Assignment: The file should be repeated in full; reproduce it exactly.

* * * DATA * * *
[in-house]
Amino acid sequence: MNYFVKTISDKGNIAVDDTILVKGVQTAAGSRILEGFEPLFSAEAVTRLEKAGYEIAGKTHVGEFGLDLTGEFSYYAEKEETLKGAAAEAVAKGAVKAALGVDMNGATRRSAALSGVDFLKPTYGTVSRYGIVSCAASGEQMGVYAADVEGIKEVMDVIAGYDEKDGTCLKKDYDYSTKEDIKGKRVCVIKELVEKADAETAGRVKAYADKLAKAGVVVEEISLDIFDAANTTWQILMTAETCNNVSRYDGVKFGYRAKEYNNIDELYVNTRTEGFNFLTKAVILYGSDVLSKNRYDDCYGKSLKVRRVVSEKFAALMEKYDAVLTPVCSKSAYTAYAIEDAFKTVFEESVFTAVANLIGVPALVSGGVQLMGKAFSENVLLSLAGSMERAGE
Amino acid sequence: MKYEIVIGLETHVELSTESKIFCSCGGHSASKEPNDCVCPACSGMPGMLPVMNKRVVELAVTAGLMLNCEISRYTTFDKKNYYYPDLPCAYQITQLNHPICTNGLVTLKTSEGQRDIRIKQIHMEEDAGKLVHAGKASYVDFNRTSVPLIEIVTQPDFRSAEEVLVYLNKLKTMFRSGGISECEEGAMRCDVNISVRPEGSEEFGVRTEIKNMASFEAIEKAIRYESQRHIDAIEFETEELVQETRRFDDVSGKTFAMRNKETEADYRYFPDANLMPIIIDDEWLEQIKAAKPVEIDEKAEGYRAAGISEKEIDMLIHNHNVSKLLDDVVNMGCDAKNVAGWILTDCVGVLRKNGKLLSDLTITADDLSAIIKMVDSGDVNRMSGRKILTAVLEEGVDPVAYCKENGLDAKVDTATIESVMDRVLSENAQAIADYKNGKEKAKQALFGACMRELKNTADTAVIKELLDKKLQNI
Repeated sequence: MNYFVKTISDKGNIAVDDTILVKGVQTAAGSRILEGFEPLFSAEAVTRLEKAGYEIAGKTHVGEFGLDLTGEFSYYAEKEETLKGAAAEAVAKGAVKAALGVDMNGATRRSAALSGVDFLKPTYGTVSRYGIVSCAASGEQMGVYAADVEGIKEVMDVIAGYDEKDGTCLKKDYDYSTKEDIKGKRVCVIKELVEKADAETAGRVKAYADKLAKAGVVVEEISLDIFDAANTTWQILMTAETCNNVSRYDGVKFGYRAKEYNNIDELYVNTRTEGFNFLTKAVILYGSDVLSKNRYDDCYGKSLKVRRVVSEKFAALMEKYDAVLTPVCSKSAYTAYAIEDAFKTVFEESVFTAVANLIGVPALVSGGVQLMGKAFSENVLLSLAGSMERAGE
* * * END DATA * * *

[in-house]
Amino acid sequence: MNYFVKTISDKGNIAVDDTILVKGVQTAAGSRILEGFEPLFSAEAVTRLEKAGYEIAGKTHVGEFGLDLTGEFSYYAEKEETLKGAAAEAVAKGAVKAALGVDMNGATRRSAALSGVDFLKPTYGTVSRYGIVSCAASGEQMGVYAADVEGIKEVMDVIAGYDEKDGTCLKKDYDYSTKEDIKGKRVCVIKELVEKADAETAGRVKAYADKLAKAGVVVEEISLDIFDAANTTWQILMTAETCNNVSRYDGVKFGYRAKEYNNIDELYVNTRTEGFNFLTKAVILYGSDVLSKNRYDDCYGKSLKVRRVVSEKFAALMEKYDAVLTPVCSKSAYTAYAIEDAFKTVFEESVFTAVANLIGVPALVSGGVQLMGKAFSENVLLSLAGSMERAGE
Amino acid sequence: MKYEIVIGLETHVELSTESKIFCSCGGHSASKEPNDCVCPACSGMPGMLPVMNKRVVELAVTAGLMLNCEISRYTTFDKKNYYYPDLPCAYQITQLNHPICTNGLVTLKTSEGQRDIRIKQIHMEEDAGKLVHAGKASYVDFNRTSVPLIEIVTQPDFRSAEEVLVYLNKLKTMFRSGGISECEEGAMRCDVNISVRPEGSEEFGVRTEIKNMASFEAIEKAIRYESQRHIDAIEFETEELVQETRRFDDVSGKTFAMRNKETEADYRYFPDANLMPIIIDDEWLEQIKAAKPVEIDEKAEGYRAAGISEKEIDMLIHNHNVSKLLDDVVNMGCDAKNVAGWILTDCVGVLRKNGKLLSDLTITADDLSAIIKMVDSGDVNRMSGRKILTAVLEEGVDPVAYCKENGLDAKVDTATIESVMDRVLSENAQAIADYKNGKEKAKQALFGACMRELKNTADTAVIKELLDKKLQNI
Repeated sequence: MNYFVKTISDKGNIAVDDTILVKGVQTAAGSRILEGFEPLFSAEAVTRLEKAGYEIAGKTHVGEFGLDLTGEFSYYAEKEETLKGAAAEAVAKGAVKAALGVDMNGATRRSAALSGVDFLKPTYGTVSRYGIVSCAASGEQMGVYAADVEGIKEVMDVIAGYDEKDGTCLKKDYDYSTKEDIKGKRVCVIKELVEKADAETAGRVKAYADKLAKAGVVVEEISLDIFDAANTTWQILMTAETCNNVSRYDGVKFGYRAKEYNNIDELYVNTRTEGFNFLTKAVILYGSDVLSKNRYDDCYGKSLKVRRVVSEKFAALMEKYDAVLTPVCSKSAYTAYAIEDAFKTVFEESVFTAVANLIGVPALVSGGVQLMGKAFSENVLLSLAGSMERAGE